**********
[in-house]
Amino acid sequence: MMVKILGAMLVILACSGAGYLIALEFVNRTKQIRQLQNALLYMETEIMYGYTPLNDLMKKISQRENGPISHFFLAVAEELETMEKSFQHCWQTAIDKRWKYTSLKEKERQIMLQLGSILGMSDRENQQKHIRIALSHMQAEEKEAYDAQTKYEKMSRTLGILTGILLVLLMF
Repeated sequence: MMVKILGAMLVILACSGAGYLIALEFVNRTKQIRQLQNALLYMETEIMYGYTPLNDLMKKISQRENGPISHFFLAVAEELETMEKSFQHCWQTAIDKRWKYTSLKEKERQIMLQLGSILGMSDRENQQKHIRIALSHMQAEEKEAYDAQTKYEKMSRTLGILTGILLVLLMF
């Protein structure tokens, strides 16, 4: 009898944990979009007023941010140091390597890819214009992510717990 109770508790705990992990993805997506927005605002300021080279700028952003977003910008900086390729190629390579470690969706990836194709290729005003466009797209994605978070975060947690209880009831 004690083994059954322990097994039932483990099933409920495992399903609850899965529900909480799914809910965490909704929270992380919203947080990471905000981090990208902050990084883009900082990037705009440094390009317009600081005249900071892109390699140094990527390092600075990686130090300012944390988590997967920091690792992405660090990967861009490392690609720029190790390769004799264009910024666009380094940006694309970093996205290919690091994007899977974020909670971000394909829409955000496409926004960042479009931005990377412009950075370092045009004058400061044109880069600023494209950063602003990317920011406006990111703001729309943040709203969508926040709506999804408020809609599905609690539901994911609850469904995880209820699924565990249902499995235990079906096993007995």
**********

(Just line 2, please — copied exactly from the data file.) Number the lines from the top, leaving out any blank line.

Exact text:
Amino acid sequence: MMVKILGAMLVILACSGAGYLIALEFVNRTKQIRQLQNALLYMETEIMYGYTPLNDLMKKISQRENGPISHFFLAVAEELETMEKSFQHCWQTAIDKRWKYTSLKEKERQIMLQLGSILGMSDRENQQKHIRIALSHMQAEEKEAYDAQTKYEKMSRTLGILTGILLVLLMF